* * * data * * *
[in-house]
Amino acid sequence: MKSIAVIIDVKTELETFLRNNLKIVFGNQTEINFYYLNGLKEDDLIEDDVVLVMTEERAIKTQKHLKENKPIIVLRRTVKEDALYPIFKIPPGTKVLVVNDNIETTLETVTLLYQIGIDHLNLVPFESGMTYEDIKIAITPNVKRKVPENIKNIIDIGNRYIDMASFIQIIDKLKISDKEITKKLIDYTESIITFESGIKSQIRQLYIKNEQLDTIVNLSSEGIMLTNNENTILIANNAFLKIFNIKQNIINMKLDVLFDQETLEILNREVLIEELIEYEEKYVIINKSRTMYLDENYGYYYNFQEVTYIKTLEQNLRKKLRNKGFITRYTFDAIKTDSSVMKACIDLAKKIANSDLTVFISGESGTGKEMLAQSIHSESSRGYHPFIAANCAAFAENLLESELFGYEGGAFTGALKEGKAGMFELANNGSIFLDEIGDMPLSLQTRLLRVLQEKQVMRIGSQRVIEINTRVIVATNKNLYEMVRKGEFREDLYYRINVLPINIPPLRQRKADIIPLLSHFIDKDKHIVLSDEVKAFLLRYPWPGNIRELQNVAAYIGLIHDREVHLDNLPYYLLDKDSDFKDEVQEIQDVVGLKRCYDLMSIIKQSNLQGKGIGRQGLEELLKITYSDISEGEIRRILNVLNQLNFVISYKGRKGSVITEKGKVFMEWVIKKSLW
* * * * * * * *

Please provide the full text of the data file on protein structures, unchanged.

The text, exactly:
[in-house]
Amino acid sequence: MKSIAVIIDVKTELETFLRNNLKIVFGNQTEINFYYLNGLKEDDLIEDDVVLVMTEERAIKTQKHLKENKPIIVLRRTVKEDALYPIFKIPPGTKVLVVNDNIETTLETVTLLYQIGIDHLNLVPFESGMTYEDIKIAITPNVKRKVPENIKNIIDIGNRYIDMASFIQIIDKLKISDKEITKKLIDYTESIITFESGIKSQIRQLYIKNEQLDTIVNLSSEGIMLTNNENTILIANNAFLKIFNIKQNIINMKLDVLFDQETLEILNREVLIEELIEYEEKYVIINKSRTMYLDENYGYYYNFQEVTYIKTLEQNLRKKLRNKGFITRYTFDAIKTDSSVMKACIDLAKKIANSDLTVFISGESGTGKEMLAQSIHSESSRGYHPFIAANCAAFAENLLESELFGYEGGAFTGALKEGKAGMFELANNGSIFLDEIGDMPLSLQTRLLRVLQEKQVMRIGSQRVIEINTRVIVATNKNLYEMVRKGEFREDLYYRINVLPINIPPLRQRKADIIPLLSHFIDKDKHIVLSDEVKAFLLRYPWPGNIRELQNVAAYIGLIHDREVHLDNLPYYLLDKDSDFKDEVQEIQDVVGLKRCYDLMSIIKQSNLQGKGIGRQGLEELLKITYSDISEGEIRRILNVLNQLNFVISYKGRKGSVITEKGKVFMEWVIKKSLW